Illustration: Sarah Grillo/Axios

European Union power generation from renewables exceeded fossil fuel-based electricity for the first time in the first half of 2020, per new analysis Wednesday from the U.K.-based climate think tank Ember.

Why it matters: It appears to be an inflection point. Ember electricity analyst Dave Jones tells Axios that he does not expect fossil generation to regain a bigger share than renewables.

  • Only "exceptional circumstances" could temporarily change this, he says, such as a major shutdown of a French nuclear plant that leads to more fossil generation to compensate, or a very dry period that slashes hydropower.

Where it stands: Renewables accounted for 40% of EU generation in the past half-year, while coal's steep decline led to fossil fuels having a 34% share, Ember said.

  • Renewables output increased and wind and solar together reached 21% of European generation. Power from fossil fuels fell by 18%.
  • "Fossil was squeezed on two fronts: by rising renewable generation and a 7% fall in electricity demand due to COVID-19. Coal took the brunt, falling by 32%."
  • Carbon emissions from power generation fell by 23%.

The big picture: A Reuters piece explores a broader global transition underway, even though fossil fuels have by far the largest worldwide power share.

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Ben Geman, author of Generate
Sep 13, 2020 - Energy & Environment

BP projects peak oil demand is very close or already happened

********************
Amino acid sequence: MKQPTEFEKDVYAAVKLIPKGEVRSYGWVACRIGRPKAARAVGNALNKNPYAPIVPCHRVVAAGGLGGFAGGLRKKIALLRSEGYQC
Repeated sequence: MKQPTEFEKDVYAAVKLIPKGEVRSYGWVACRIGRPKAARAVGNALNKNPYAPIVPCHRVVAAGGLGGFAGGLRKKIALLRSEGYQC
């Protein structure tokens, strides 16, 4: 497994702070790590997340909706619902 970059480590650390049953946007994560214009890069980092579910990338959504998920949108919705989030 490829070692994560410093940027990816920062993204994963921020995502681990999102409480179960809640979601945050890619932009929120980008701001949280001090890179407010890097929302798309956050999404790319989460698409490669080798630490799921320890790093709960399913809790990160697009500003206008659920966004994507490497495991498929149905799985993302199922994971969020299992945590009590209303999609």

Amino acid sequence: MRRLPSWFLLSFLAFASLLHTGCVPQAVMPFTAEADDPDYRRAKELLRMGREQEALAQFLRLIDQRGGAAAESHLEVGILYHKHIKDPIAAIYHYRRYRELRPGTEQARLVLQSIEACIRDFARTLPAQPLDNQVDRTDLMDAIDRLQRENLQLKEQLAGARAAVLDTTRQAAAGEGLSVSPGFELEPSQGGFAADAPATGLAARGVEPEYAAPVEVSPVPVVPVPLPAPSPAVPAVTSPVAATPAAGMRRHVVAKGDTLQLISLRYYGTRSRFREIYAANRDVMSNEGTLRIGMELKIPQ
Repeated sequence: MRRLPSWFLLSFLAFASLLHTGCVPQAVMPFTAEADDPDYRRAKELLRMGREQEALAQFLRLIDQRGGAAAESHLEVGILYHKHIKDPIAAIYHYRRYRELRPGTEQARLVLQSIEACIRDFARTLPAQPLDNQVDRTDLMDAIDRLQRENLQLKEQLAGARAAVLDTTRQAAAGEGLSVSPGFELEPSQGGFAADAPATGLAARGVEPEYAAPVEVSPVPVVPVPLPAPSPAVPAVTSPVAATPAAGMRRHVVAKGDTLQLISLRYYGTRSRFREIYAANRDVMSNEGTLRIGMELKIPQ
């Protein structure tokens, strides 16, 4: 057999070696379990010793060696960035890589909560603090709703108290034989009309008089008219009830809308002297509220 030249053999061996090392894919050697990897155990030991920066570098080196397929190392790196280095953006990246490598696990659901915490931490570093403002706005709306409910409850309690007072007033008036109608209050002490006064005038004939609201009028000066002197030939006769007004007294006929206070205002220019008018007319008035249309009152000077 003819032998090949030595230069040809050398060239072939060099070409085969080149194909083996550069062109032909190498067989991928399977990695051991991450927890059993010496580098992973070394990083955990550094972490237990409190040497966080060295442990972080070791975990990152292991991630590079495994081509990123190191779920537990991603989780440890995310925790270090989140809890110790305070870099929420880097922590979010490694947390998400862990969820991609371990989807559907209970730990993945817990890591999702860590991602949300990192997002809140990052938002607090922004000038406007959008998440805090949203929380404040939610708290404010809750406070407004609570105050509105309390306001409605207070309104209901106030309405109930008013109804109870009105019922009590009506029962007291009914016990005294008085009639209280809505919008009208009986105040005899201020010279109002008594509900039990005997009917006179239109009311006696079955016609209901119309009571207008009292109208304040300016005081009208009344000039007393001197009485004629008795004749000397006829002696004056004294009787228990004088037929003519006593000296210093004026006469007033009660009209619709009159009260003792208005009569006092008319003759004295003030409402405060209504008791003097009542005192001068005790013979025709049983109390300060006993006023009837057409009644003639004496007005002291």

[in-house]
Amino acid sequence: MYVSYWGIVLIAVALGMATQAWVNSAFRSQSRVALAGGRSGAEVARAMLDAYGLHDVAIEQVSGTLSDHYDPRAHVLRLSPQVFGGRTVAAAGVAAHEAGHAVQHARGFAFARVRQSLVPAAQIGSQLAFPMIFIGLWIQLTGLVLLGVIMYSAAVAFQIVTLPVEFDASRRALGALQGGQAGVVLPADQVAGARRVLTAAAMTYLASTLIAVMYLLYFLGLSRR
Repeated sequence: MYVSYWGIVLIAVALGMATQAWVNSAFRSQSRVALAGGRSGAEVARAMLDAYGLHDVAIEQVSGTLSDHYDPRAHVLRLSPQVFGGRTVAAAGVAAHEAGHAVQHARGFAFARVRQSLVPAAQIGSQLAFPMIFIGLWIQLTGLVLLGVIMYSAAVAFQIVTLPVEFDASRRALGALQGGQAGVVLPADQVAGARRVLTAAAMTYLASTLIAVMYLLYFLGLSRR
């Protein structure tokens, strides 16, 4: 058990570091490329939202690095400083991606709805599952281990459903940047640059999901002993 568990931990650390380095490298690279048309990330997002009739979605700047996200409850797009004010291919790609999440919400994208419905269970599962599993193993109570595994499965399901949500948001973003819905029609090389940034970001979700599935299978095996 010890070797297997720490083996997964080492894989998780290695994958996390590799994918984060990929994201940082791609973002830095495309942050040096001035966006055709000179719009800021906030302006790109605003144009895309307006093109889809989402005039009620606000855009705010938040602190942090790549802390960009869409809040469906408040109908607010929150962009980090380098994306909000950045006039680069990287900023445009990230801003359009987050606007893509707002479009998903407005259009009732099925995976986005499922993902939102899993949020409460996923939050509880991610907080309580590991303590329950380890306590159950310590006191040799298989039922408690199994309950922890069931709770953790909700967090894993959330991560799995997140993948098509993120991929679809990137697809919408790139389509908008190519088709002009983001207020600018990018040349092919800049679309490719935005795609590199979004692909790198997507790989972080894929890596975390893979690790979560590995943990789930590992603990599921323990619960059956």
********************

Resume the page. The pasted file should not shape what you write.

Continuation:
Oil drilling ship Tungsten Explorer off the coast of Lebanon on Feb. 25, 2020. Photo: Joseph Eid/AFP via Getty Images

Global oil consumption is slated to plateau early this decade even without vastly stronger measures to combat climate change, BP said in a new analysis.

Why it matters: BP now sees this moment arriving a decade sooner than last year's version of their long-term outlook for oil-and-gas, coal, renewables, cars and more.

Biden: The next president should decide on Ginsburg’s replacement

Joe Biden. Photo: Drew Angerer / Getty Images

Joe Biden is calling for the winner of November's presidential election to select Ruth Bader Ginsburg's replacement on the Supreme Court.

What he's saying: "[L]et me be clear: The voters should pick the president and the president should pick the justice for the Senate to consider," Biden said. "This was the position the Republican Senate took in 2016 when there were almost 10 months to go before the election. That's the position the United States Senate must take today, and the election's only 46 days off.

Trump, McConnell to move fast to replace Ginsburg

Photo: Alex Wong/Getty Images

President Trump will move within days to nominate his third Supreme Court justice in just three-plus short years — and shape the court for literally decades to come, top Republican sources tell Axios.

Driving the news: Senate Majority Leader Mitch McConnell and Senate Republicans are ready to move to confirm Trump's nominee before Election Day, just 46 days away, setting up one of the most consequential periods of our lifetimes, the sources say.